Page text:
Mary Meeker’s latest report on Internet trends was recently released. While many observers are pondering the some of the big stats relating to the size of the digital economy and the big companies that stand to benefit, I was interested in a data point that pretty much slipped beneath the radar. Buried on page 126 of Meeker’s slideshow was this finding, relating to freelancers:
Freelancers = Significant & Growing Portion of Workers @ 53MM People, 34% of USA Workforce
She broke down the numbers further, relying on data from oDesk/Upwork:
If these numbers are correct, it represents a huge change in the way Americans are working. Certainly, the data shows that freelancers are ready for virtual work, if tens of millions are already doing it.
But are companies ready? The slide did not break out the telecommuting workforce. Millions work from home on a full-time or part-time basis for employers located elsewhere (ranging from across town to the other side of the globe). But it’s a drop in the bucket, compared to the numbers of people who could be telecommuters if their companies allowed it.
As author Melanie Pinola pointed out in her book The Successful Virtual Office In 30 Minutes: Best practices, tools, and setup tips for your home office, coworking space, or mobile office, most jobs that take place in front of a computer screen are candidates for being done remotely. But not all companies are on board. She cited the example of Yahoo, which killed its teleworking program in 2012 because its new CEO thought collaboration and innovation were suffering.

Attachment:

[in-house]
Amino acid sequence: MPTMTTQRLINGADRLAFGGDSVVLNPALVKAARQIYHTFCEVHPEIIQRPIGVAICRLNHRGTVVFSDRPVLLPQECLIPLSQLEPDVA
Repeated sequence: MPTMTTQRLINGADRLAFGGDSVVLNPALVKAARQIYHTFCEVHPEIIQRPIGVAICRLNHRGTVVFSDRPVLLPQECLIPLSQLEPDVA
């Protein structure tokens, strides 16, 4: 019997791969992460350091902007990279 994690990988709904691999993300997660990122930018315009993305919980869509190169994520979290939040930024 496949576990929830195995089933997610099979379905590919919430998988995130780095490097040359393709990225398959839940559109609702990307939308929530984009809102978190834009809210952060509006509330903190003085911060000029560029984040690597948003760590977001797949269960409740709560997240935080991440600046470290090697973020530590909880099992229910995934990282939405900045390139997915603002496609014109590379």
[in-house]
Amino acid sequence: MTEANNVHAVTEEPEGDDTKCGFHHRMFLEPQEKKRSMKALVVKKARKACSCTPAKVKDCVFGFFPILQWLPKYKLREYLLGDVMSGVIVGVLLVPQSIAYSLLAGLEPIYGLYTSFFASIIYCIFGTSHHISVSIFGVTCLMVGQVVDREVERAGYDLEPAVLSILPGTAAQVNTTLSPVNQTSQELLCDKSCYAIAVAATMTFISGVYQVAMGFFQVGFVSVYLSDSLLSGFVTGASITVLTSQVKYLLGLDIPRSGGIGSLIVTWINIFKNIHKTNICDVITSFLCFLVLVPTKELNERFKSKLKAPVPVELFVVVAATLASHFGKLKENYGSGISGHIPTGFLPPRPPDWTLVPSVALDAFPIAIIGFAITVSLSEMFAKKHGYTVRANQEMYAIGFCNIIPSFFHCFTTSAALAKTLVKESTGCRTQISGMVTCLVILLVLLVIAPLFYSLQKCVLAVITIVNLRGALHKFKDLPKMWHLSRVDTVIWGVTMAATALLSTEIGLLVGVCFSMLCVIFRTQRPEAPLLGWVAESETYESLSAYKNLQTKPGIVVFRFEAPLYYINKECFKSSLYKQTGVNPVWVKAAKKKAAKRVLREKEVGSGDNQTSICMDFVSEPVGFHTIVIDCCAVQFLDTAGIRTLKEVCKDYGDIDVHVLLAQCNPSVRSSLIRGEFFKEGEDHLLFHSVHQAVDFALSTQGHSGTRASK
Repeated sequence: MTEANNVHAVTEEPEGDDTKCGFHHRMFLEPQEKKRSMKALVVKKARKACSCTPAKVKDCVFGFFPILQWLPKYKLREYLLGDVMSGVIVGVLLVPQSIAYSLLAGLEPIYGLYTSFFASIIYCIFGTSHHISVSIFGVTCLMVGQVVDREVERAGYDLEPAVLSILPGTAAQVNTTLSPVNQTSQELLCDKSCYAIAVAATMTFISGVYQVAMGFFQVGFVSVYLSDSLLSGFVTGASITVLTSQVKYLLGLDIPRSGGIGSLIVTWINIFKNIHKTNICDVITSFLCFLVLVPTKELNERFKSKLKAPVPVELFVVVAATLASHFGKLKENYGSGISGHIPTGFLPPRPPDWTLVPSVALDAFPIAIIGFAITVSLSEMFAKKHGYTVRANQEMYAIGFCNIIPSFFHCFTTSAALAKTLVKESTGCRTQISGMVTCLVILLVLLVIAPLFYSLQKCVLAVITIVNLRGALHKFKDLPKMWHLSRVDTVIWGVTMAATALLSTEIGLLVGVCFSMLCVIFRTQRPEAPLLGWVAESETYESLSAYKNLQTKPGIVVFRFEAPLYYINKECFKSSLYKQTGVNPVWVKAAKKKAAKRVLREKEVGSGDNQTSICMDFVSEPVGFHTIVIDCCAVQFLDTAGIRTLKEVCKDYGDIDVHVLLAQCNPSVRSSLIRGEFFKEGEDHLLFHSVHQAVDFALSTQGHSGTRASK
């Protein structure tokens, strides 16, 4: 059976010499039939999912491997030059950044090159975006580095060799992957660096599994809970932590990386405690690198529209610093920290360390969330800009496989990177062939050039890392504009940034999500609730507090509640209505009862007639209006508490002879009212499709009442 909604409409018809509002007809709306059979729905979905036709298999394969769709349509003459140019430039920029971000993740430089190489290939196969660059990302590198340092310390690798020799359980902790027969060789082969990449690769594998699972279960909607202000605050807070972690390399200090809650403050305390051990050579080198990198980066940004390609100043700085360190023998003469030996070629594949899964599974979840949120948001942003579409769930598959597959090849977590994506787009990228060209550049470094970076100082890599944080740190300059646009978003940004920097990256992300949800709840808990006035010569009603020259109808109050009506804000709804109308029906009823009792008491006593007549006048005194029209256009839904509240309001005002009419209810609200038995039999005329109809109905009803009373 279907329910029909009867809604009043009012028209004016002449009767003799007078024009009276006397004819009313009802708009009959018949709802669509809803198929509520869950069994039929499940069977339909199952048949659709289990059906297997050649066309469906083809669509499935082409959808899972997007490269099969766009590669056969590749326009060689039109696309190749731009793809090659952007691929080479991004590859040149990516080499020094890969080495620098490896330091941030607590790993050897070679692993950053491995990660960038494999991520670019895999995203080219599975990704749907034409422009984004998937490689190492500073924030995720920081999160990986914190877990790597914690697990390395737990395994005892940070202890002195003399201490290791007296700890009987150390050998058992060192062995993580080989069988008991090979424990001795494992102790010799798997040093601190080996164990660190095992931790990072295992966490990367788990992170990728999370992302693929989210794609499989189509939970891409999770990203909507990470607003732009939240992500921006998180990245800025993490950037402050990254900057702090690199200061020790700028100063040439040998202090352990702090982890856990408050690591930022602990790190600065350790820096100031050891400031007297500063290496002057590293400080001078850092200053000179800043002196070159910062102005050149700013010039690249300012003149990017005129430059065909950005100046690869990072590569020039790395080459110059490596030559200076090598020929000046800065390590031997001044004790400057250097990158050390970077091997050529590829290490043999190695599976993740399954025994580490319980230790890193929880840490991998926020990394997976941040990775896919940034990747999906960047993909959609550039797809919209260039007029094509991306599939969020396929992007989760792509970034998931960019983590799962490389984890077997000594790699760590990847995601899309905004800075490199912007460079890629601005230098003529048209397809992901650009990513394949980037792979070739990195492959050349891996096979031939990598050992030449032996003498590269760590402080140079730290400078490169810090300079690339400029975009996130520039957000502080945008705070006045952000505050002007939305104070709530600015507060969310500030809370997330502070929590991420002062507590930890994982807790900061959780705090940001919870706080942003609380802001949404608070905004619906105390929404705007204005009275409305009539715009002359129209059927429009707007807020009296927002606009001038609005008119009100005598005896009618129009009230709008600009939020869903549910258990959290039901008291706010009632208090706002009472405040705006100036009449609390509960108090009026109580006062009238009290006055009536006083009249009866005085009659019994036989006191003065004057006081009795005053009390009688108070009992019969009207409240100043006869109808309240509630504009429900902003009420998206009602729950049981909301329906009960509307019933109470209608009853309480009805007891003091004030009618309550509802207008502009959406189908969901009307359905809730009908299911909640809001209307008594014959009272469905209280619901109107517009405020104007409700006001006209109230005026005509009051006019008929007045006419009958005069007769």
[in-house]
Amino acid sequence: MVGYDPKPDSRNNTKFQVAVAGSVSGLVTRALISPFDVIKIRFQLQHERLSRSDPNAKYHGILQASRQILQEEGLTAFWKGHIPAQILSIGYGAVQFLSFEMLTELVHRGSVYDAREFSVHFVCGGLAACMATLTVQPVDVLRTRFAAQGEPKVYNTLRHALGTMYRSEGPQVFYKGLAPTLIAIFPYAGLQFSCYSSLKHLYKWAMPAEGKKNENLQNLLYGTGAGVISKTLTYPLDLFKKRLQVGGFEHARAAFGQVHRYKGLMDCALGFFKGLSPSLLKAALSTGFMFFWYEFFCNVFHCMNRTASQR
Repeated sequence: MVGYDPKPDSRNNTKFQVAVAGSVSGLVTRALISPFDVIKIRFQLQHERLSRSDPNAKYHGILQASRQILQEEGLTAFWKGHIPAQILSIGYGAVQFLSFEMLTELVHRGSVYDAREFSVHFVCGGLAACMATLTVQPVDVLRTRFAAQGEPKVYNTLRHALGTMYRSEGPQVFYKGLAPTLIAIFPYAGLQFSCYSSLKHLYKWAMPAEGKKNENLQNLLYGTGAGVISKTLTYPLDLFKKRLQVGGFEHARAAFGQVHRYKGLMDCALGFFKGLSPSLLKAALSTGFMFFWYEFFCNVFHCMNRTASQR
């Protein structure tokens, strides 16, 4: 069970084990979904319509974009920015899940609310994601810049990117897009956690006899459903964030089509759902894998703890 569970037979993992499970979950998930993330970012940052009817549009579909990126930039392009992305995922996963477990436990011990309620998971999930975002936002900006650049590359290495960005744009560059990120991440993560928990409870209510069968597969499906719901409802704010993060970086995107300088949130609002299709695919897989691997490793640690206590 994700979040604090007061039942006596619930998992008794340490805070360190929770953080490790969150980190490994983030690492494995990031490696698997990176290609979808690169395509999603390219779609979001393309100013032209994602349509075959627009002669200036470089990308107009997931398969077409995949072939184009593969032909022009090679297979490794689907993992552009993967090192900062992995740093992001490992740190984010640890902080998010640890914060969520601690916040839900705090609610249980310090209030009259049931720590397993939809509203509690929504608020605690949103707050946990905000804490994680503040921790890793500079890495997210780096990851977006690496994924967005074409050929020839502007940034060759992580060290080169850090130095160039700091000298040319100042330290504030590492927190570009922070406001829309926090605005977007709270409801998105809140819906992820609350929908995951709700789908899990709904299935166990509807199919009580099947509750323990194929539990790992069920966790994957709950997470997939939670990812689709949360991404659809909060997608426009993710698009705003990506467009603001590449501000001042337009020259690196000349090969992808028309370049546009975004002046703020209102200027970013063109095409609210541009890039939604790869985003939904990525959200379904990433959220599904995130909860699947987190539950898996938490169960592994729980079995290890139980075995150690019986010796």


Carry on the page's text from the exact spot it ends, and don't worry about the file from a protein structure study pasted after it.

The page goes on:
As Melanie noted, “Good collaboration and innovation don’t require you to be within touching distance of your coworker.” If companies have the right team in place, and the right tools, telecommuters can not only be productive, they can successfully collaborate and innovate, too. Melanie’s book covers many of the tools and best practices that can help a virtual team — as well as individual contributors, their managers, and their freelance partners — operate at peak efficiency. She has also written Virtual Office Action Plans, which describes strategies and approaches for telecommuters, freelancers, and business managers.